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The stock market was in a holiday mood, willing to look past the ongoing global macroeconomic concerns and focusing instead on some positive news. Better-than-expected U.S. auto sales boosted shares of Ford (NYSE: F ) and General Motors, and with oil, gold, and other commodities on the rise, the risk-on trade appeared to be back across the board. By the end of the day, the Dow Jones Industrials (INDEX: ^DJI ) closed up 72 points, while broader market indexes posted even bigger percentage gains.
Most Dow stocks were higher, but a few lagged behind. The biggest loser of the day was Home Depot (NYSE: HD ) , which fell more than 2.5%. Even after the fall, the stock remains just a few percent away from multiyear highs. Some cited the weekend's storms in the Mid-Atlantic states as a reason for the drop, but one would think that a storm that did significant damage would boost home-improvement material sales. Regardless, what the stock needs for long-term success is for the housing market to recover, encouraging more activity that would in turn boost sales.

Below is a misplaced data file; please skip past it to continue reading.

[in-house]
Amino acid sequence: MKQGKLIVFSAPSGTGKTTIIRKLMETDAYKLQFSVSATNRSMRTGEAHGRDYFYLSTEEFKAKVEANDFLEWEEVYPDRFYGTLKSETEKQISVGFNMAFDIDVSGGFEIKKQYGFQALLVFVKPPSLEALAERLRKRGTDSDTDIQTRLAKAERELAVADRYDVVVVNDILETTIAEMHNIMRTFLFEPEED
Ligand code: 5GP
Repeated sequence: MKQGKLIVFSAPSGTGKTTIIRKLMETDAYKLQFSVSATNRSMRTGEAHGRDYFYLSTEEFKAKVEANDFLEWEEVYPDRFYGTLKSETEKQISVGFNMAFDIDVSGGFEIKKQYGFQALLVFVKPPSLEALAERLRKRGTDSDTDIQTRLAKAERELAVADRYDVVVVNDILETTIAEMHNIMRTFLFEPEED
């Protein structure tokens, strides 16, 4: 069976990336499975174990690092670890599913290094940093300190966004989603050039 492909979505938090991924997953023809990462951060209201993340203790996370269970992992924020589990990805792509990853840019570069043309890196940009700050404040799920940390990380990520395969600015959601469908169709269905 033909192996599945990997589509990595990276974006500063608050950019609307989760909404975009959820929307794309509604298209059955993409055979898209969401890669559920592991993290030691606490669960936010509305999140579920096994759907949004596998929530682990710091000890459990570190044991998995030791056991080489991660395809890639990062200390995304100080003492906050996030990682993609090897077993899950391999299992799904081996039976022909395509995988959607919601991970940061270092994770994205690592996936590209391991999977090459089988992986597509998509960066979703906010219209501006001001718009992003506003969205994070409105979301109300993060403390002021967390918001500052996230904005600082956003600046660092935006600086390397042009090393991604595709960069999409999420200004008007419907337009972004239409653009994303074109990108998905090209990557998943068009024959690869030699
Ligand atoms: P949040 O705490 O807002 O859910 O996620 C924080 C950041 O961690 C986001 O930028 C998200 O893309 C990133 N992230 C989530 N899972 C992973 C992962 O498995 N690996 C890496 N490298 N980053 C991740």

AT&T (NYSE: T ) dropped a bit more than half a percent, falling back from four-year highs of its own. The company said yesterday that it will begin offering the Samsung Galaxy S III Android smartphone on Friday. However, the company will sell only the 16 GB version of the phone. The move represents the latest example of how AT&T is trying to diversify its product line well beyond the iPhone, which has been a huge source of sales for the mobile carrier but also comes with substantial costs.
Finally, Pfizer (NYSE: PFE ) also closed down about half a percent. The company filed a new plan in bankruptcy court for its Quigley unit, which has been mired in bankruptcy for eight years as it tries to navigate claims against it concerning asbestos liability. The latest plan would protect Quigley and Pfizer, which bought the unit in 1968, by having Pfizer contribute $260 million in cash to a trust as well as dropping Pfizer claims against Quigley. The episode demonstrates the danger of taking on businesses that are unrelated to a company's core operations.
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